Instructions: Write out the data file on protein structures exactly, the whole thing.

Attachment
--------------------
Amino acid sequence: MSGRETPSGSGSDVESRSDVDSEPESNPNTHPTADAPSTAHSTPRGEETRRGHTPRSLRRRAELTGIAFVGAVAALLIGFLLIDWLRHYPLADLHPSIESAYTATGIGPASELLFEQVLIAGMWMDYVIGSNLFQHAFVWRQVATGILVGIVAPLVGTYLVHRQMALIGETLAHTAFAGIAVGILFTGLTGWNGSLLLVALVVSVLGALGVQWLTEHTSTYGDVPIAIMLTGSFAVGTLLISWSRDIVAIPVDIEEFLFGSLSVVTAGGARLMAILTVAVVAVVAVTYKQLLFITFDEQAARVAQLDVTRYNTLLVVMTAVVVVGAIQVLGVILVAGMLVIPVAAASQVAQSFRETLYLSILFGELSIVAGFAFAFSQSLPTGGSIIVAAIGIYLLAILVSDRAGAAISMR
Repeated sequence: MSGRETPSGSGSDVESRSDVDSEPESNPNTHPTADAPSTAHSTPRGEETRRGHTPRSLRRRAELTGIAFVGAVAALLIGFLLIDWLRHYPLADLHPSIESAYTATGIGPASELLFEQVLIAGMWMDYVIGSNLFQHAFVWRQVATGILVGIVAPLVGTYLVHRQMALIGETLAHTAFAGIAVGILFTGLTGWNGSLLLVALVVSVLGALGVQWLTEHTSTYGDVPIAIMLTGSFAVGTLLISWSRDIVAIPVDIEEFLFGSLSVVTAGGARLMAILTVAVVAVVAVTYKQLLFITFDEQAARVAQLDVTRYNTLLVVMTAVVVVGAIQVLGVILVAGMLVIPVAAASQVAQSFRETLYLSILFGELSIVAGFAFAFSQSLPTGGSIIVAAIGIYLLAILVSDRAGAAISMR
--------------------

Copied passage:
Amino acid sequence: MSGRETPSGSGSDVESRSDVDSEPESNPNTHPTADAPSTAHSTPRGEETRRGHTPRSLRRRAELTGIAFVGAVAALLIGFLLIDWLRHYPLADLHPSIESAYTATGIGPASELLFEQVLIAGMWMDYVIGSNLFQHAFVWRQVATGILVGIVAPLVGTYLVHRQMALIGETLAHTAFAGIAVGILFTGLTGWNGSLLLVALVVSVLGALGVQWLTEHTSTYGDVPIAIMLTGSFAVGTLLISWSRDIVAIPVDIEEFLFGSLSVVTAGGARLMAILTVAVVAVVAVTYKQLLFITFDEQAARVAQLDVTRYNTLLVVMTAVVVVGAIQVLGVILVAGMLVIPVAAASQVAQSFRETLYLSILFGELSIVAGFAFAFSQSLPTGGSIIVAAIGIYLLAILVSDRAGAAISMR
Repeated sequence: MSGRETPSGSGSDVESRSDVDSEPESNPNTHPTADAPSTAHSTPRGEETRRGHTPRSLRRRAELTGIAFVGAVAALLIGFLLIDWLRHYPLADLHPSIESAYTATGIGPASELLFEQVLIAGMWMDYVIGSNLFQHAFVWRQVATGILVGIVAPLVGTYLVHRQMALIGETLAHTAFAGIAVGILFTGLTGWNGSLLLVALVVSVLGALGVQWLTEHTSTYGDVPIAIMLTGSFAVGTLLISWSRDIVAIPVDIEEFLFGSLSVVTAGGARLMAILTVAVVAVVAVTYKQLLFITFDEQAARVAQLDVTRYNTLLVVMTAVVVVGAIQVLGVILVAGMLVIPVAAASQVAQSFRETLYLSILFGELSIVAGFAFAFSQSLPTGGSIIVAAIGIYLLAILVSDRAGAAISMR